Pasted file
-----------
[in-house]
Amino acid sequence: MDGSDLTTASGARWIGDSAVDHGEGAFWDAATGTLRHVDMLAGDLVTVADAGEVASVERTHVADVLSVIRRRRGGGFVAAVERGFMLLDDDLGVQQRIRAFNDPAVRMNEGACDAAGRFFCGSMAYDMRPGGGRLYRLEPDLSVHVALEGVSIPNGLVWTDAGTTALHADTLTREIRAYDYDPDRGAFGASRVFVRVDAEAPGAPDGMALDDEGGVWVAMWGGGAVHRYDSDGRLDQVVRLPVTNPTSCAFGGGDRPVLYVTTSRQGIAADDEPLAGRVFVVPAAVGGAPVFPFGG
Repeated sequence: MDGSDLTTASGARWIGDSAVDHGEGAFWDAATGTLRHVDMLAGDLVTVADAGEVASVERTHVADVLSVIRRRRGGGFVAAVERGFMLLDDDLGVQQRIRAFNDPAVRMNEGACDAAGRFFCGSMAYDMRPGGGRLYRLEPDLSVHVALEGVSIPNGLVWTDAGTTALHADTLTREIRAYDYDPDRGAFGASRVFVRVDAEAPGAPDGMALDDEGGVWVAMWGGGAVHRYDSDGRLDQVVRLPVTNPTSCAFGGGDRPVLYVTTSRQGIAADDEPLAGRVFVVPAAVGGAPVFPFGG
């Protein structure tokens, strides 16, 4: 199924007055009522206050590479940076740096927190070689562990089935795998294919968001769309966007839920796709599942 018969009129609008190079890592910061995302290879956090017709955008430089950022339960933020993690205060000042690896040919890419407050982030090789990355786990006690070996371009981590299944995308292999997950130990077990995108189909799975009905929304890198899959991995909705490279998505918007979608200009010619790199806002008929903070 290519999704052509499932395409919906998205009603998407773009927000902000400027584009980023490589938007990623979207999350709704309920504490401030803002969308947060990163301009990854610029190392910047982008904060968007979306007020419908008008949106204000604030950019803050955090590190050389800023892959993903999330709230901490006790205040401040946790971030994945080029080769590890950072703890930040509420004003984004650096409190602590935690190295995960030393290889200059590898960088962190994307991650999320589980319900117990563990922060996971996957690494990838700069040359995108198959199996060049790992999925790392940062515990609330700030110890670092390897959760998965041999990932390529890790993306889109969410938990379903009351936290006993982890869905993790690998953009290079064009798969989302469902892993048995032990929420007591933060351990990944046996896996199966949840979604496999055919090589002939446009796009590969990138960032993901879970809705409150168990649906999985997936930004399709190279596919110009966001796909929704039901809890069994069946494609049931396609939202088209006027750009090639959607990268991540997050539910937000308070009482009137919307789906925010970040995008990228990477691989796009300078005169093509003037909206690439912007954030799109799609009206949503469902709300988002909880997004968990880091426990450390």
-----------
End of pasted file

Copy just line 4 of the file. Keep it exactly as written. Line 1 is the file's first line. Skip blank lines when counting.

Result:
């Protein structure tokens, strides 16, 4: 199924007055009522206050590479940076740096927190070689562990089935795998294919968001769309966007839920796709599942 018969009129609008190079890592910061995302290879956090017709955008430089950022339960933020993690205060000042690896040919890419407050982030090789990355786990006690070996371009981590299944995308292999997950130990077990995108189909799975009905929304890198899959991995909705490279998505918007979608200009010619790199806002008929903070 290519999704052509499932395409919906998205009603998407773009927000902000400027584009980023490589938007990623979207999350709704309920504490401030803002969308947060990163301009990854610029190392910047982008904060968007979306007020419908008008949106204000604030950019803050955090590190050389800023892959993903999330709230901490006790205040401040946790971030994945080029080769590890950072703890930040509420004003984004650096409190602590935690190295995960030393290889200059590898960088962190994307991650999320589980319900117990563990922060996971996957690494990838700069040359995108198959199996060049790992999925790392940062515990609330700030110890670092390897959760998965041999990932390529890790993306889109969410938990379903009351936290006993982890869905993790690998953009290079064009798969989302469902892993048995032990929420007591933060351990990944046996896996199966949840979604496999055919090589002939446009796009590969990138960032993901879970809705409150168990649906999985997936930004399709190279596919110009966001796909929704039901809890069994069946494609049931396609939202088209006027750009090639959607990268991540997050539910937000308070009482009137919307789906925010970040995008990228990477691989796009300078005169093509003037909206690439912007954030799109799609009206949503469902709300988002909880997004968990880091426990450390």